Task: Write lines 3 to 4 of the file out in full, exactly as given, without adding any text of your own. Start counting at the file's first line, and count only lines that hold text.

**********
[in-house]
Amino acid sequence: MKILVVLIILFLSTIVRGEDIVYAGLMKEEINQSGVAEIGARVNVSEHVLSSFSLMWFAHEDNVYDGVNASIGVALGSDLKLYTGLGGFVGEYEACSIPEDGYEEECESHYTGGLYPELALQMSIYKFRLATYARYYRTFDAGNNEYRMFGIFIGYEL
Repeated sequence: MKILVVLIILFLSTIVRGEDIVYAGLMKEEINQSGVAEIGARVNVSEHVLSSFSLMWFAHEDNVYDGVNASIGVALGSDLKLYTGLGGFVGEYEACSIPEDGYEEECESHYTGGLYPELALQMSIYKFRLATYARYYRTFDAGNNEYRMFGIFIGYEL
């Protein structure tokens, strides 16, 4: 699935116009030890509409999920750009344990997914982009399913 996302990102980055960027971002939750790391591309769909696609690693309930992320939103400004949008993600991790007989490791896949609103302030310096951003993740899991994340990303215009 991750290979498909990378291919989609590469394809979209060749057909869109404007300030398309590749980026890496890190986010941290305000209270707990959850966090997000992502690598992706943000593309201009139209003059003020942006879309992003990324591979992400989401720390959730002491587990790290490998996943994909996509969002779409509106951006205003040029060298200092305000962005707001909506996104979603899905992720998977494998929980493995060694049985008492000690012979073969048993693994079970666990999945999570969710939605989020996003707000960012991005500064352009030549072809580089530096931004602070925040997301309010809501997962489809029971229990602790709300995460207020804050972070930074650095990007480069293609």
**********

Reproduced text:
Repeated sequence: MKILVVLIILFLSTIVRGEDIVYAGLMKEEINQSGVAEIGARVNVSEHVLSSFSLMWFAHEDNVYDGVNASIGVALGSDLKLYTGLGGFVGEYEACSIPEDGYEEECESHYTGGLYPELALQMSIYKFRLATYARYYRTFDAGNNEYRMFGIFIGYEL
């Protein structure tokens, strides 16, 4: 699935116009030890509409999920750009344990997914982009399913 996302990102980055960027971002939750790391591309769909696609690693309930992320939103400004949008993600991790007989490791896949609103302030310096951003993740899991994340990303215009 991750290979498909990378291919989609590469394809979209060749057909869109404007300030398309590749980026890496890190986010941290305000209270707990959850966090997000992502690598992706943000593309201009139209003059003020942006879309992003990324591979992400989401720390959730002491587990790290490998996943994909996509969002779409509106951006205003040029060298200092305000962005707001909506996104979603899905992720998977494998929980493995060694049985008492000690012979073969048993693994079970666990999945999570969710939605989020996003707000960012991005500064352009030549072809580089530096931004602070925040997301309010809501997962489809029971229990602790709300995460207020804050972070930074650095990007480069293609």